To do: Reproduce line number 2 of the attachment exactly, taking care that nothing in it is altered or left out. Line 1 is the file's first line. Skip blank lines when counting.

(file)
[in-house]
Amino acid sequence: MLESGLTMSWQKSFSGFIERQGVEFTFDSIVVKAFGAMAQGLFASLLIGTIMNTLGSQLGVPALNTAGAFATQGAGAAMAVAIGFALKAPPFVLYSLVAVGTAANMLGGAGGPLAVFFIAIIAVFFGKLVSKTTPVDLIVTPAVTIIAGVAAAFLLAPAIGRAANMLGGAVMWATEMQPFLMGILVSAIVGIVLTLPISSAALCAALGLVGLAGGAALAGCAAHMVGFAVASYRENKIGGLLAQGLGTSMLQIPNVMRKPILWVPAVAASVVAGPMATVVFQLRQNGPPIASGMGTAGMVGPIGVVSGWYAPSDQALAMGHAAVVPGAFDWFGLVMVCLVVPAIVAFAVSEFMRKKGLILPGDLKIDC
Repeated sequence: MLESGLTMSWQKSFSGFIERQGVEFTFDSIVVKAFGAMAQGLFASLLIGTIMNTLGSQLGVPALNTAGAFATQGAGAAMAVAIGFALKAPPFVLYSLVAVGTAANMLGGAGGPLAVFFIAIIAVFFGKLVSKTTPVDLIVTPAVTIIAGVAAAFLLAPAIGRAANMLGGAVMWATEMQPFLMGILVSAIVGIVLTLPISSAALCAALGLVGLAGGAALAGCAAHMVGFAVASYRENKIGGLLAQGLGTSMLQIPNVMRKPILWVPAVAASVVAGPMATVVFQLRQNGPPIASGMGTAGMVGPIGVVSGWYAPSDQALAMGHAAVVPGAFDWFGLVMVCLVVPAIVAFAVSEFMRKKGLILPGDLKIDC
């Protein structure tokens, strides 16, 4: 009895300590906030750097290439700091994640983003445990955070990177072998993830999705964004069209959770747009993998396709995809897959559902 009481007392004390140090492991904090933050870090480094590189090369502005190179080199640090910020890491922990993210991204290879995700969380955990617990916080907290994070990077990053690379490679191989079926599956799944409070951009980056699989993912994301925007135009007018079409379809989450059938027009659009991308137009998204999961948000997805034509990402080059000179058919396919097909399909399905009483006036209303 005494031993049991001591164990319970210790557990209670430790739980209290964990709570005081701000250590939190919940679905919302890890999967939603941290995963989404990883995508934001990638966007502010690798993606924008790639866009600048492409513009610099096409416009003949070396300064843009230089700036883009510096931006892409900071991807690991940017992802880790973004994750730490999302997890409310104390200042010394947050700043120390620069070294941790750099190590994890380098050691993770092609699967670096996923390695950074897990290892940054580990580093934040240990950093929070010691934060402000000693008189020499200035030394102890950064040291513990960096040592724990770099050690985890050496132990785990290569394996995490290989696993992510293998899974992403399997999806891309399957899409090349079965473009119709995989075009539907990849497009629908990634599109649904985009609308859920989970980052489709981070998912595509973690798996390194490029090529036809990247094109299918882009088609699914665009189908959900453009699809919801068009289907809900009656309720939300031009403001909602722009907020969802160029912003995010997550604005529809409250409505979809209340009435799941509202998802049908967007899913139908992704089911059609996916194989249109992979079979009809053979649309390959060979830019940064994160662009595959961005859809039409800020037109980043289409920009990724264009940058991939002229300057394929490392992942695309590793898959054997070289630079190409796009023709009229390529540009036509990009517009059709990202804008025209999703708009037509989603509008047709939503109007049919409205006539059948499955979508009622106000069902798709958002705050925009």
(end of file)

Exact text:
Amino acid sequence: MLESGLTMSWQKSFSGFIERQGVEFTFDSIVVKAFGAMAQGLFASLLIGTIMNTLGSQLGVPALNTAGAFATQGAGAAMAVAIGFALKAPPFVLYSLVAVGTAANMLGGAGGPLAVFFIAIIAVFFGKLVSKTTPVDLIVTPAVTIIAGVAAAFLLAPAIGRAANMLGGAVMWATEMQPFLMGILVSAIVGIVLTLPISSAALCAALGLVGLAGGAALAGCAAHMVGFAVASYRENKIGGLLAQGLGTSMLQIPNVMRKPILWVPAVAASVVAGPMATVVFQLRQNGPPIASGMGTAGMVGPIGVVSGWYAPSDQALAMGHAAVVPGAFDWFGLVMVCLVVPAIVAFAVSEFMRKKGLILPGDLKIDC